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Exit interviews can be seen as a tick-the-box exercise and an unnecessary investment of time into an individual who is no longer part of an organisation. While these interviews provide the platform for departing employees to air any grievances, the process also offers valuable insights for employers. If used correctly, these findings can help to improve a wide range of business functions and reduce future staff turnover.
This process can be utilised strategically and provide genuine value to your business. So what are the key things you need to consider and where does the value lie?
A formal exit interview should be conducted with every employee who leaves, regardless of their reason for departing, their job function or their level of seniority. Junior employees, even those who have been with you for a short period of time, can still have valuable insight into the way that you operate at their end of the business. Equally, senior employees will have insight into strategic and people management operations. If you are only interviewing a select portion of those leaving then you risk missing out on actionable information.
It is vital that an impartial party conducts your exit interviews. Some firms have supervisors or team leaders conducting the exit interviews for people they previously managed. This is very unlikely to garner any truly honest or usable insight. An employee is much less likely to speak openly with a superior, particularly given that issues with managers are very common reasons for employees moving on. Your HR team should be conducting exit interviews, and as an unbiased party, it will make it easier for the departing employee to be honest and raise any concerns or issues they have experienced. After all, this information is what you need to create a comprehensive exit-interview report.
When it comes to an exit interview, individuals tend to be more truthful when they do not need to answer questions in a face-to-face setting. This is particularly true where they have had problems with management or colleagues. Consider offering a digital option, or using one to complement the face-to-face interview. This way you can ensure that you are gathering as much honest feedback as possible.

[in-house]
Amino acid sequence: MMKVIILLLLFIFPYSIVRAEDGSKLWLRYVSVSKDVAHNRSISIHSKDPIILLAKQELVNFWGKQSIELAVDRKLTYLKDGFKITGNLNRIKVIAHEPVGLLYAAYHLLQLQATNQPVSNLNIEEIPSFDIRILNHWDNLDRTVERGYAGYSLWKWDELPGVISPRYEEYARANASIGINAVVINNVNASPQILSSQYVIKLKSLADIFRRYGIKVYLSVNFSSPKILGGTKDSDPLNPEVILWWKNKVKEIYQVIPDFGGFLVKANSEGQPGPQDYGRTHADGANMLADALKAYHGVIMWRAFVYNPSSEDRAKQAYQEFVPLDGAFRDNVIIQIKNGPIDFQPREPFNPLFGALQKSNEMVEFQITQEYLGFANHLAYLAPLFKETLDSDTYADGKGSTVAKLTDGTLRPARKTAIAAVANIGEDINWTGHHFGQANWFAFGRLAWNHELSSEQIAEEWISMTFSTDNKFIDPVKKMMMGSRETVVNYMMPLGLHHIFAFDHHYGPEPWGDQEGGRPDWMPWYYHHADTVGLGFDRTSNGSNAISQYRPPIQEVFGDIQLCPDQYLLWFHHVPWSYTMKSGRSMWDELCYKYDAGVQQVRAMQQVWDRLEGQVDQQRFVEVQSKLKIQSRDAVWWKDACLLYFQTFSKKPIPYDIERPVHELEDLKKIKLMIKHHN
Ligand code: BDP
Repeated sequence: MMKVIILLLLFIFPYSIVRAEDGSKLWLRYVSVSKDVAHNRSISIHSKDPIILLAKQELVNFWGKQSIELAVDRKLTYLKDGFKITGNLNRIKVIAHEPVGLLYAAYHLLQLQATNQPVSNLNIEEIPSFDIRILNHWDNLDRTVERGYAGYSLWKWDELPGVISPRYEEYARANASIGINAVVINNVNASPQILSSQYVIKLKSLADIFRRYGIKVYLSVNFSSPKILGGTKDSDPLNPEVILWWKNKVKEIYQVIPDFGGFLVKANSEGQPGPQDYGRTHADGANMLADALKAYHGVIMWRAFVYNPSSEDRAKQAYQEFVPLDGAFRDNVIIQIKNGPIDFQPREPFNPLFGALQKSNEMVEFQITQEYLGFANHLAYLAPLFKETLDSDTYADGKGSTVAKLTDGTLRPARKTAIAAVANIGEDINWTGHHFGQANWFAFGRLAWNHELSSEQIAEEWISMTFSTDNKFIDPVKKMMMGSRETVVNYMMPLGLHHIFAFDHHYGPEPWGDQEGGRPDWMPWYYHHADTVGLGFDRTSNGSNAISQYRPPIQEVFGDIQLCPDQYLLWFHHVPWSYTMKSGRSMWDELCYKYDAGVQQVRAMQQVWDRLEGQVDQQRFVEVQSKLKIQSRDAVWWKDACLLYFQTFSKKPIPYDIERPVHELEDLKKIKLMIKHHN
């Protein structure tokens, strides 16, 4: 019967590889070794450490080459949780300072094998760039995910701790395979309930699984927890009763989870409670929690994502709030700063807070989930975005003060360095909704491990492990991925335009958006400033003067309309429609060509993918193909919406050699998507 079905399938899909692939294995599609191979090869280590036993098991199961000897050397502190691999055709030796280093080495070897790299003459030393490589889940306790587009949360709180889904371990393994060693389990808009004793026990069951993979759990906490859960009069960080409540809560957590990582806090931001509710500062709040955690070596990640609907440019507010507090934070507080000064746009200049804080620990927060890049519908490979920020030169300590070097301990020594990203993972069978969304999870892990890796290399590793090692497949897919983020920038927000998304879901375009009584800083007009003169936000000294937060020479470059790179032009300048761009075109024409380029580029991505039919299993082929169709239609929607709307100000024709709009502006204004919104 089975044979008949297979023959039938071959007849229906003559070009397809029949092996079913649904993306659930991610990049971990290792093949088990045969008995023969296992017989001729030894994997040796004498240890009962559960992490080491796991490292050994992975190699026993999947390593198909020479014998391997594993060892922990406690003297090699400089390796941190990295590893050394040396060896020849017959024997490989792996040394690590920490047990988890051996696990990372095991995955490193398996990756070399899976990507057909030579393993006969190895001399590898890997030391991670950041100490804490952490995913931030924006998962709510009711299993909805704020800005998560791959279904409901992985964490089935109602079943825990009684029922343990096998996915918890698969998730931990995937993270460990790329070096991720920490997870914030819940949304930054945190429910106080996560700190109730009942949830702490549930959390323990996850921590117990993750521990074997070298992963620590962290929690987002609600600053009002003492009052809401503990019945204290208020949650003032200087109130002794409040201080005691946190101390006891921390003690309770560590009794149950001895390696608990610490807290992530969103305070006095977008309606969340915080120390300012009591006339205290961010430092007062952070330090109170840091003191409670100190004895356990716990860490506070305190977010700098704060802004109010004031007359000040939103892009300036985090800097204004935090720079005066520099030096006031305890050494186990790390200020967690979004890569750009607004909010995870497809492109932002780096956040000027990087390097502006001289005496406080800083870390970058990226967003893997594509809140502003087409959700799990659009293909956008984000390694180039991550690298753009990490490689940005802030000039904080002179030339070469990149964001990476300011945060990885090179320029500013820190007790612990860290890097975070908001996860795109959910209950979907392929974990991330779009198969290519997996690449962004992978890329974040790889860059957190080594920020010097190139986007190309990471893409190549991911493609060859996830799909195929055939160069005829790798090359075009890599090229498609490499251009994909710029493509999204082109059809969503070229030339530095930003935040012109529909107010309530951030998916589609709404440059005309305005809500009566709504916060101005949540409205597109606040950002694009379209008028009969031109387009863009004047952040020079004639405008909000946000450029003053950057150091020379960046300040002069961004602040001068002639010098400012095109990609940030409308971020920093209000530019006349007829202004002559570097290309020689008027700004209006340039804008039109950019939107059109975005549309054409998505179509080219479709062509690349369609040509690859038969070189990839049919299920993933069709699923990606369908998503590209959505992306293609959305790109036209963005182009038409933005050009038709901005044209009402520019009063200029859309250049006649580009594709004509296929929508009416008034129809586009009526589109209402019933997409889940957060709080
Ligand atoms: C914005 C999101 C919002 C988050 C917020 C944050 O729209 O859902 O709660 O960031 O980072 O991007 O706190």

Conducting the interview is only the start of a well-run exit interview strategy. If you simply file the report away and forget about it this is counterproductive and you are less likely to use your findings to positively impact the business in the future. It is important that you review the report to identify the cause and effect of any issues that were raised. You might choose to review a number of reports together every three months to check for common themes. Alternatively, if a departing employee raises issues that you can rectify easily, it can also pay to be proactive and review each report as it is completed.
Where particular issues are raised, it is always a good idea to share this with the management team of the business function from which the employee departed. If there are improvements to be made, it will be down to those team leaders and managers to do so. However, this information can be sensitive, so it is important to be tactful in how you achieve this – any personal grievances might be best removed from the information you feedback.
Outside of improving the processes and programmes of each business function, you can also use the findings of an exit interview in other ways. For example, your training and development programme is one area that could benefit from the honest feedback of departing employees, as if you are discovering that there are gaps in the development of employees in certain teams, you can address this with the relevant line manager to rectify the issue. Whatever the reason for an employee leaving, there can be learnings and opportunities to improve the skills and processes used by your existing teams. Secondly, you can ensure that staff retention is improved which in turn can be fed into your recruitment strategy.
If you would like any more information please get in touch with one of our specialist consultants or visit our management advice centre that has a wealth of attraction and retention advice on everything from creating a work from home policy to developing future leaders.